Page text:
The easiest way to make yourself feel bad, short of a hammer, is to compare yourself to others.
I'm not suggesting you not have any heroes. Christians have a lot of heroes, right from when we're kids: there's Our Lord, His Blessed Mother, and all the Saints. The saints are to be admired and, as much as we're able or called, emulated. (Nobody seems to be called to sit on a pole anymore. What must St. Simon Stylites be thinking? "Kids today...") I wish I had known, as a cast-off wearing kid, that Dorothy Day wore nothing but cast-off clothes for most of her adult life. Kids in particular need heroes, models and guides.
What I am suggesting is that you not see how you measure up to other people your age and younger in day to day life. You can drive yourself nuts doing that. And not only that, if you have a problem with self-absorption already, as Single people often do (alas), you lose sight of the person to whom you're comparing yourself. You can't see them; you just see what they have, which you want, and you don't got and why don't you, etc., etc.
As you probably know, I'm 39. I don't repeat this over and over again because our society rewards a woman for being 39. No. I repeat this over and over again because most of you are much younger than I am and worried because you haven't yet been called to marriage or religious life or permanent Single Life, including (but not limited to) the priesthood. Well, I wasn't called until I was 38. And I don't have any kids yet despite being 39. And nevertheless the sun is shining in through the window, and I am enjoying a nice cup of tea, and I am pondering what I shall have for lunch, and life is very good. So I keep telling you that I'm 39 so you will feel better about being 27 or whatever you are.
But if I decided to compare myself to a younger woman, a younger woman with children, one who makes tons and tons of money through her writing, I would go simply bonkers. So I don't. And the one time I did complain that I wanted to publish my first book at 14, not 39, a kind friend said Tolkien published his first book at 63. I mean, Tolkien. 63. Wow! It makes you think.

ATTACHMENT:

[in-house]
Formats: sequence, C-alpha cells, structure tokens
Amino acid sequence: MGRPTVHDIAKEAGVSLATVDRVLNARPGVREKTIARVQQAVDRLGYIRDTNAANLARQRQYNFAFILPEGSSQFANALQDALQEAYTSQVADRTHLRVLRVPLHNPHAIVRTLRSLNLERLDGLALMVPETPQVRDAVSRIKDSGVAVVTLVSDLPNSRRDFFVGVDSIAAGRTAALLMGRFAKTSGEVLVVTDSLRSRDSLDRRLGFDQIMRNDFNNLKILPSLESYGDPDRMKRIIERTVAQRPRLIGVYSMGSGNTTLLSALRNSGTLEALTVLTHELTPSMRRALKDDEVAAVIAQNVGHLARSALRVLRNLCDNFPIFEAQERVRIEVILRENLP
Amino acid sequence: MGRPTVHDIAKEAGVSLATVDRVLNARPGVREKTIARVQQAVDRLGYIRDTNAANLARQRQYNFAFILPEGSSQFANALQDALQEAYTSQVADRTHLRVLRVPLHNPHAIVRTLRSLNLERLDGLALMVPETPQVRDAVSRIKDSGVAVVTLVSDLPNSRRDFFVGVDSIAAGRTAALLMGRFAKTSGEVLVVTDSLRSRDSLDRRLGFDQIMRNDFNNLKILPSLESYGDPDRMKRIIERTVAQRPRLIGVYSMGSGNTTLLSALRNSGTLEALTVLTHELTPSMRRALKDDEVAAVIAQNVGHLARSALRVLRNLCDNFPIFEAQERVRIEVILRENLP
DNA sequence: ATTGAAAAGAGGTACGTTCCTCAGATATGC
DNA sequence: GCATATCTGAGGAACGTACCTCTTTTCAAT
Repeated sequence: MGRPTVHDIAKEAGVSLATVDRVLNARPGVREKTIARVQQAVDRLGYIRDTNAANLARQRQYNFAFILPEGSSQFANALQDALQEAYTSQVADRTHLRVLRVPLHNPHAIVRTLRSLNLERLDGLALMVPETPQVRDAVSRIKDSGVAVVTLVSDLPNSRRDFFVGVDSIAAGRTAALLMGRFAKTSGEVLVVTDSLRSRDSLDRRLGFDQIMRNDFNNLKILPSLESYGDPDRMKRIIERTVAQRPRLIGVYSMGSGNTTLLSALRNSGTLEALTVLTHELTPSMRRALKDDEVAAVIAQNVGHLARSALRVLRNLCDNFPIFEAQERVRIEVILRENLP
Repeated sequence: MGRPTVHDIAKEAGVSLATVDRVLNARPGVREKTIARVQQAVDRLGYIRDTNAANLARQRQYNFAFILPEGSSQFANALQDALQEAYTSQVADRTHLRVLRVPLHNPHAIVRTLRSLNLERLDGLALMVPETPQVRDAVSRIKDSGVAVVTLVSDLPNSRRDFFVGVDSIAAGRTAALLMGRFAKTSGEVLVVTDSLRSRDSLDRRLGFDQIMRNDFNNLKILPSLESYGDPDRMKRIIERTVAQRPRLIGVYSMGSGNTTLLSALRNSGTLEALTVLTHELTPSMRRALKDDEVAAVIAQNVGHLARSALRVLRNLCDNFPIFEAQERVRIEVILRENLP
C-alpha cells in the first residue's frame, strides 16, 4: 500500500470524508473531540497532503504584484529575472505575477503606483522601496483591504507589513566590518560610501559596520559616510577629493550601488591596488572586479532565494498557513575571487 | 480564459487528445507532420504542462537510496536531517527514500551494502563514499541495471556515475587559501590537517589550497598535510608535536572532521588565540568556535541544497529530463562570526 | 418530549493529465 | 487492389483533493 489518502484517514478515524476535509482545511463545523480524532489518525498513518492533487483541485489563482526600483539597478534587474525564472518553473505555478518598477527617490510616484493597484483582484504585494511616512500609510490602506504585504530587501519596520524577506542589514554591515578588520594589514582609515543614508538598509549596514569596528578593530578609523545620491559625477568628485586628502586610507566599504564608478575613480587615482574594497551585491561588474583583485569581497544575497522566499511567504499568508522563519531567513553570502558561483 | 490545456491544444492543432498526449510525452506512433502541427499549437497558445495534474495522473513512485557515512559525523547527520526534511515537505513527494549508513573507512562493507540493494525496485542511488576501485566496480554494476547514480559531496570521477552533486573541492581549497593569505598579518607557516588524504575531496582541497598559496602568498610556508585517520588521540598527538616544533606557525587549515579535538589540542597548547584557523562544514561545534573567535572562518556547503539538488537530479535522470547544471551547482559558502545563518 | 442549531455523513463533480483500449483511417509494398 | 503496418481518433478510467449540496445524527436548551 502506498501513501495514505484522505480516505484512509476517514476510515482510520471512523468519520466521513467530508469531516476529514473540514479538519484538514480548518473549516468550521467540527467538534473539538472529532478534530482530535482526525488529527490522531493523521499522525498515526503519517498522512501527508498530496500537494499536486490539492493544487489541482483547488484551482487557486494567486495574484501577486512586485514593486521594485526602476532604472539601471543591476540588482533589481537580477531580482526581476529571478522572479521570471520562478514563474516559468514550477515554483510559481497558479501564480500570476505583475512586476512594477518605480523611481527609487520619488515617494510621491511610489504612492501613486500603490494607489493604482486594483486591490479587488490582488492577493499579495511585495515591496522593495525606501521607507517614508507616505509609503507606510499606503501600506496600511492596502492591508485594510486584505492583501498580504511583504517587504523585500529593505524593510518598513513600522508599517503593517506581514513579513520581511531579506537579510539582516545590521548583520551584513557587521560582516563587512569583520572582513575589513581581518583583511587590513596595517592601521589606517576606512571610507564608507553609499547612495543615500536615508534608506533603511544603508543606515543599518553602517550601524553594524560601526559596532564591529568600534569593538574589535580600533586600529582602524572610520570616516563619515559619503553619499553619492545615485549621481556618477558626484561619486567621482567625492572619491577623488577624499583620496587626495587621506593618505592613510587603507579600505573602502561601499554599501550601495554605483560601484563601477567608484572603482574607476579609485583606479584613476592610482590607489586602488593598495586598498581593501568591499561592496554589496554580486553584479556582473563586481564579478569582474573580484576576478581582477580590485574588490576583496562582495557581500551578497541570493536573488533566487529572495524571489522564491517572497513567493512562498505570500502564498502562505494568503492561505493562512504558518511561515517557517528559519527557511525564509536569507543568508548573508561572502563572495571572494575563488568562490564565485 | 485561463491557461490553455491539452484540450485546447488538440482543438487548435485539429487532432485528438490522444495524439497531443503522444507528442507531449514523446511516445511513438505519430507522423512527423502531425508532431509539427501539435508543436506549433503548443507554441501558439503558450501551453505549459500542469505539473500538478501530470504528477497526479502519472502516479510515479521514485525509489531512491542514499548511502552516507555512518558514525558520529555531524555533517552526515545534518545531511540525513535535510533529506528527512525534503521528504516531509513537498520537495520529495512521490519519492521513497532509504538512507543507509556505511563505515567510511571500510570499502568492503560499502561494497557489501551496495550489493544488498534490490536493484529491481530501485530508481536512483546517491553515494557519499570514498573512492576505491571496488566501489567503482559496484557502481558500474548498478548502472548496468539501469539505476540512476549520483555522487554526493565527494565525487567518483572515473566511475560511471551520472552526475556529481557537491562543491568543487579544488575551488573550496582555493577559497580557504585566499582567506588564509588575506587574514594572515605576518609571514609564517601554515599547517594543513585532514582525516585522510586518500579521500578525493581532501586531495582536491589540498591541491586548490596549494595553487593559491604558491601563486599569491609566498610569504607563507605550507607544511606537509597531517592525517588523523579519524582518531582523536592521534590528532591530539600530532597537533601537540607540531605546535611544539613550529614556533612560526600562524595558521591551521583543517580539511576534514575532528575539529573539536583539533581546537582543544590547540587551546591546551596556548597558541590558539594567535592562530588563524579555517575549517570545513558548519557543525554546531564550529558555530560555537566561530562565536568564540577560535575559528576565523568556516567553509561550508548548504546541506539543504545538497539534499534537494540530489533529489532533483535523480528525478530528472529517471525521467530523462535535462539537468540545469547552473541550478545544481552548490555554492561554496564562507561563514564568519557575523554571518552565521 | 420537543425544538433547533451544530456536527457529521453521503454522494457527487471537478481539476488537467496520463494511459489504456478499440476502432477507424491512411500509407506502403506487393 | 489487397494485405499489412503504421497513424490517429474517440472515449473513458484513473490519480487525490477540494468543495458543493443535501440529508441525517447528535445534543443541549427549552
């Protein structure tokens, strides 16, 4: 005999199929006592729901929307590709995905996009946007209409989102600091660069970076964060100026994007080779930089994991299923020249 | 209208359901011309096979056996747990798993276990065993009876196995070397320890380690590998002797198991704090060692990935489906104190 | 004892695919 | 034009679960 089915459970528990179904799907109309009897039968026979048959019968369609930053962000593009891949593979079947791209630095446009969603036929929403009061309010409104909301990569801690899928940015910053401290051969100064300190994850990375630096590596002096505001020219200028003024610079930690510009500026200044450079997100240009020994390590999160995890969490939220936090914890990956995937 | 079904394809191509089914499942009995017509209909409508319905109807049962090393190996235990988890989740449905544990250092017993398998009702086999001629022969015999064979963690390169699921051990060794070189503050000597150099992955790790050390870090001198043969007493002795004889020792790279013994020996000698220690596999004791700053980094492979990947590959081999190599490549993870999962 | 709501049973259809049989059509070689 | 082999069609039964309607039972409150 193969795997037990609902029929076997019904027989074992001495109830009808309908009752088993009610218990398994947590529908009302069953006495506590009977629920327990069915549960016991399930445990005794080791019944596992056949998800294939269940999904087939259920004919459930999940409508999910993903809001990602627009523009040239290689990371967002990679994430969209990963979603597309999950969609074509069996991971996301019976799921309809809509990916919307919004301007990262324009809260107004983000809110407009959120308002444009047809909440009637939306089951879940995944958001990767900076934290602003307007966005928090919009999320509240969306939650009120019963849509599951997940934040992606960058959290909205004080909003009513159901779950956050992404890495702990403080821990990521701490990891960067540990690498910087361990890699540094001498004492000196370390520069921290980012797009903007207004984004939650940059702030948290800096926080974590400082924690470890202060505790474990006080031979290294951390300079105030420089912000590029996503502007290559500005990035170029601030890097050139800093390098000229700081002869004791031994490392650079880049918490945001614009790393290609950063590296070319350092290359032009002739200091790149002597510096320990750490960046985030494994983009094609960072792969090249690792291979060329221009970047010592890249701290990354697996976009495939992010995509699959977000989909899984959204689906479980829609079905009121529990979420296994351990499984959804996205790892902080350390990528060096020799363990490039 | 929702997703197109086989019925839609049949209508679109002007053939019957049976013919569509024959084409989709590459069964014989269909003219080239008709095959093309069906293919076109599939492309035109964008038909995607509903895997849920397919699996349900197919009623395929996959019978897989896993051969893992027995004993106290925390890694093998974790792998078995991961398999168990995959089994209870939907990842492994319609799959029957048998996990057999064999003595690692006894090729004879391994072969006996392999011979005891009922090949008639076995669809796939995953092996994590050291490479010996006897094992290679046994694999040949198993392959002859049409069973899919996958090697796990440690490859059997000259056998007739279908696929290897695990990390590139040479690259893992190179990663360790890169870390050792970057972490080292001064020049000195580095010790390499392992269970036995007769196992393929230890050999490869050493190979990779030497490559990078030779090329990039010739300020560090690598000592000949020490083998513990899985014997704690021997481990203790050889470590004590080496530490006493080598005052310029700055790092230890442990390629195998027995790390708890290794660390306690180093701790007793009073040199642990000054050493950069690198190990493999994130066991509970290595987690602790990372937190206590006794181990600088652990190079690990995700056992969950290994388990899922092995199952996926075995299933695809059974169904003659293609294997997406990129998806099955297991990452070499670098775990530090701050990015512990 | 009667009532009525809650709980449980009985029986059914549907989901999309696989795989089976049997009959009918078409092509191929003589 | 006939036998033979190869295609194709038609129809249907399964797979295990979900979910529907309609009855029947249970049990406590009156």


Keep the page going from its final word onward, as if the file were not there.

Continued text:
Recently a young Single friend of mine was wigging out about her situation in life. She was definitely wigging. (I wig enough to know wigging when I see it.) She burst into a furious monologue about another woman she knew. It went something like this: "She's only two years older than me, and she's got a charming husband, and she was wearing three massive diamond rings, and she's got a baby. My life is utterly hopeless, hopeless, hopeless."
Now, I just did not know what to say. I mean, I was a meelyon years older than both these girls, and whereas I do have a charming husband, I cannot call Ringzilla massive, and I most definitely do not have a baby. But I decided that this was one of those times I should keep my mouth shut, and the very next day this young Single friend got a fantastic, fantabulous career boost.
We are often encouraged to compare ourselves favourably to those poorer than we so that we will count our lucky stars. I disagree with this technique too. It seems so freaking patronizing. (I'd sure like to know whose brilliant idea it was to ship crates and crates of condoms to Haiti, crates of condoms that slowed down the distribution of food aid.) When charity tourists come back from their Liberation Theology trips to El Salvador or wherever, they usually say something like, "They're so poor, but they're so happy." Well, then.
I suspect I may have been pitied by a bondslave. There I was in a nail salon in Brighton, Massachusetts, one staffed by Vietnamese girls working under the steely eye of their older Vietnamese bosses. These girls didn't speak much English, and as Brighton's aerobicized and sun-bedded bottle-blondes chatted to each other, the Vietnamese girls crouched at their feet, polishing away and exchanging remarks in Vietnamese. The youngest of these girls used to test her pidgin English on me, and one day, as she dug away at my cuticles, I discovered that what she liked best about America was watching the cars go up and down the street outside the salon. Apparently that was all she had seen of America since her husband had brought her from her tiny village. I hid my horror under a smile.
"Are you married?" asked the possible bondslave.
"No," I said. "Not yet?"
"Ooooooooooh," said the girl. But then she reflected, "Plenty time. How old are you?"
"Thirty-six," I said.
The girl looked up swiftly. And there, in her widened eyes, was definite, sincere, and absolute pity.
So, anyway, that is my message today. Don't compare yourself to others, and don't compare what you have to what other people have. This is not exactly an original thought, and when our Lord had it, he told us to compare ourselves to birds and flowers instead.
Update: Speaking of comparisons, Seraphic Singles' Amazon.com ranking yesterday was 128,958. This morning it is 59,692. I have no idea what this actually means, but it feels good. Thank you for buying my book!